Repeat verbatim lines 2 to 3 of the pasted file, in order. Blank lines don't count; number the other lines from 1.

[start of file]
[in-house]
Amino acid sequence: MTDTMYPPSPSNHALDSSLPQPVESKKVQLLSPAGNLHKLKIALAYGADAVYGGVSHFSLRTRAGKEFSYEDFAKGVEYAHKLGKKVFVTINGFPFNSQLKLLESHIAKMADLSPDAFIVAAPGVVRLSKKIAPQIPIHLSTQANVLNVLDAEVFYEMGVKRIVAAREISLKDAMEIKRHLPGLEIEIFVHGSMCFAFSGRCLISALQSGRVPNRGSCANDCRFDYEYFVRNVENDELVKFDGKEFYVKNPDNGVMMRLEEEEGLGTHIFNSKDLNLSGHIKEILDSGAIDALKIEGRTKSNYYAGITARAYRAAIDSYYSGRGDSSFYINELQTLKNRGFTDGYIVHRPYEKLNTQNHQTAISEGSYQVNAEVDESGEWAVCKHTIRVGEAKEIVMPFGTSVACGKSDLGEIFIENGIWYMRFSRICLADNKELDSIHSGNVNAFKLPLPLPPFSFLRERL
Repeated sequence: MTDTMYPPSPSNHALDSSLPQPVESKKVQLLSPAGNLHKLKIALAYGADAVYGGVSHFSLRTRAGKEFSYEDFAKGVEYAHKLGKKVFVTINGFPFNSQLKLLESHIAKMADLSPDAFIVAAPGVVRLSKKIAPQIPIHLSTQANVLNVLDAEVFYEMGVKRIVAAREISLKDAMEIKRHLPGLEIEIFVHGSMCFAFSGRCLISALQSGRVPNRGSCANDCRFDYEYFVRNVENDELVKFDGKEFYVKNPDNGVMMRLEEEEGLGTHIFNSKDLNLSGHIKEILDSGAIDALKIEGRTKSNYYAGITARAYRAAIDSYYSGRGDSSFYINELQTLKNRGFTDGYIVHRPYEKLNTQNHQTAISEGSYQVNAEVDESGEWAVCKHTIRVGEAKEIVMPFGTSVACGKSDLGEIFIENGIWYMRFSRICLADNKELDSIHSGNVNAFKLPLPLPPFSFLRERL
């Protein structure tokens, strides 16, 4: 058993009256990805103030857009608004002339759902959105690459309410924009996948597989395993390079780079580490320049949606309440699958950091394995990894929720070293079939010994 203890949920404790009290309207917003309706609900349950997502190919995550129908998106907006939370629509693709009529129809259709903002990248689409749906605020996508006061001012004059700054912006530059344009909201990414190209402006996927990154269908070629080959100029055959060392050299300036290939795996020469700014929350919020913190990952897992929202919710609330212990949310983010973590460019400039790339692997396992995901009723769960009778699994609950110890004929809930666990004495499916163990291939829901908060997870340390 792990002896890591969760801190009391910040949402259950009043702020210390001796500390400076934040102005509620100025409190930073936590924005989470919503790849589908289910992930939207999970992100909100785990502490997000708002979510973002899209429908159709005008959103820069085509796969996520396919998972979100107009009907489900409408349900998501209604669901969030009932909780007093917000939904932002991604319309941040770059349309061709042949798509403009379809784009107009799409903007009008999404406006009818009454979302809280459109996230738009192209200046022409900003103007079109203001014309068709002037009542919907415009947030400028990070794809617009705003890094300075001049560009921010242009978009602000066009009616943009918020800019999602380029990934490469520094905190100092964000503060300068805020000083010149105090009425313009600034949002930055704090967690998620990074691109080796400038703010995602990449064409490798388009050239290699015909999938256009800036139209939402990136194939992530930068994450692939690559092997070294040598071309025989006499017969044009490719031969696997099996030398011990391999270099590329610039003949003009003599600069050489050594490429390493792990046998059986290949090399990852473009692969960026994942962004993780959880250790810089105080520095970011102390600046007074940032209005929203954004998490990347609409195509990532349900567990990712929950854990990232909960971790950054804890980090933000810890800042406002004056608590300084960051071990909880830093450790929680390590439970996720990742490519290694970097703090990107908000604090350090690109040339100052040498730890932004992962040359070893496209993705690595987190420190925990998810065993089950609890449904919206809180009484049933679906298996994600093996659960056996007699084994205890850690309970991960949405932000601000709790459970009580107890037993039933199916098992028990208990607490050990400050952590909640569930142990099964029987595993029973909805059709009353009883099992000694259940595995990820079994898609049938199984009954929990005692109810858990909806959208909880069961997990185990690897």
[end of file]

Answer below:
Amino acid sequence: MTDTMYPPSPSNHALDSSLPQPVESKKVQLLSPAGNLHKLKIALAYGADAVYGGVSHFSLRTRAGKEFSYEDFAKGVEYAHKLGKKVFVTINGFPFNSQLKLLESHIAKMADLSPDAFIVAAPGVVRLSKKIAPQIPIHLSTQANVLNVLDAEVFYEMGVKRIVAAREISLKDAMEIKRHLPGLEIEIFVHGSMCFAFSGRCLISALQSGRVPNRGSCANDCRFDYEYFVRNVENDELVKFDGKEFYVKNPDNGVMMRLEEEEGLGTHIFNSKDLNLSGHIKEILDSGAIDALKIEGRTKSNYYAGITARAYRAAIDSYYSGRGDSSFYINELQTLKNRGFTDGYIVHRPYEKLNTQNHQTAISEGSYQVNAEVDESGEWAVCKHTIRVGEAKEIVMPFGTSVACGKSDLGEIFIENGIWYMRFSRICLADNKELDSIHSGNVNAFKLPLPLPPFSFLRERL
Repeated sequence: MTDTMYPPSPSNHALDSSLPQPVESKKVQLLSPAGNLHKLKIALAYGADAVYGGVSHFSLRTRAGKEFSYEDFAKGVEYAHKLGKKVFVTINGFPFNSQLKLLESHIAKMADLSPDAFIVAAPGVVRLSKKIAPQIPIHLSTQANVLNVLDAEVFYEMGVKRIVAAREISLKDAMEIKRHLPGLEIEIFVHGSMCFAFSGRCLISALQSGRVPNRGSCANDCRFDYEYFVRNVENDELVKFDGKEFYVKNPDNGVMMRLEEEEGLGTHIFNSKDLNLSGHIKEILDSGAIDALKIEGRTKSNYYAGITARAYRAAIDSYYSGRGDSSFYINELQTLKNRGFTDGYIVHRPYEKLNTQNHQTAISEGSYQVNAEVDESGEWAVCKHTIRVGEAKEIVMPFGTSVACGKSDLGEIFIENGIWYMRFSRICLADNKELDSIHSGNVNAFKLPLPLPPFSFLRERL